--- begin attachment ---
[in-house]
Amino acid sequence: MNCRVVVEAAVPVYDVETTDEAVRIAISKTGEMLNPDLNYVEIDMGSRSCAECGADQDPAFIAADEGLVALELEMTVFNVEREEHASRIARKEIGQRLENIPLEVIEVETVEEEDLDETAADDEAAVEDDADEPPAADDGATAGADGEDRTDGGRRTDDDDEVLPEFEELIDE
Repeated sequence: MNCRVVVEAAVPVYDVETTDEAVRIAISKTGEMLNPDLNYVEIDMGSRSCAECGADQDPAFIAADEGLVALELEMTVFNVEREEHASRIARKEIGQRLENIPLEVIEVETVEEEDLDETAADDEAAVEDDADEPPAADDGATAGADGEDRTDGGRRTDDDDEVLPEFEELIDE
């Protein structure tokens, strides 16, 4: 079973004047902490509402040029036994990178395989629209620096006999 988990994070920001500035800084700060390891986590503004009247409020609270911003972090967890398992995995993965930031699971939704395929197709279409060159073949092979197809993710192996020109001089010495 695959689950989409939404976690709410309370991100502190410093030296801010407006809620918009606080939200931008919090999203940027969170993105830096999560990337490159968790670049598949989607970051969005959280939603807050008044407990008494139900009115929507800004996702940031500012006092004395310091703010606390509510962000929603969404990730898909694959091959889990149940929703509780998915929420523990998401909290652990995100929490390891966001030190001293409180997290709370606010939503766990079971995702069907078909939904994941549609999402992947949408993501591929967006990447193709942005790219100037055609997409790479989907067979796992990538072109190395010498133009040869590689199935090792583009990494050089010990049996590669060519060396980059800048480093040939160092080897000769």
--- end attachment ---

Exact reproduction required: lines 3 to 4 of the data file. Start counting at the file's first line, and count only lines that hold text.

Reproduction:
Repeated sequence: MNCRVVVEAAVPVYDVETTDEAVRIAISKTGEMLNPDLNYVEIDMGSRSCAECGADQDPAFIAADEGLVALELEMTVFNVEREEHASRIARKEIGQRLENIPLEVIEVETVEEEDLDETAADDEAAVEDDADEPPAADDGATAGADGEDRTDGGRRTDDDDEVLPEFEELIDE
């Protein structure tokens, strides 16, 4: 079973004047902490509402040029036994990178395989629209620096006999 988990994070920001500035800084700060390891986590503004009247409020609270911003972090967890398992995995993965930031699971939704395929197709279409060159073949092979197809993710192996020109001089010495 695959689950989409939404976690709410309370991100502190410093030296801010407006809620918009606080939200931008919090999203940027969170993105830096999560990337490159968790670049598949989607970051969005959280939603807050008044407990008494139900009115929507800004996702940031500012006092004395310091703010606390509510962000929603969404990730898909694959091959889990149940929703509780998915929420523990998401909290652990995100929490390891966001030190001293409180997290709370606010939503766990079971995702069907078909939904994941549609999402992947949408993501591929967006990447193709942005790219100037055609997409790479989907067979796992990538072109190395010498133009040869590689199935090792583009990494050089010990049996590669060519060396980059800048480093040939160092080897000769």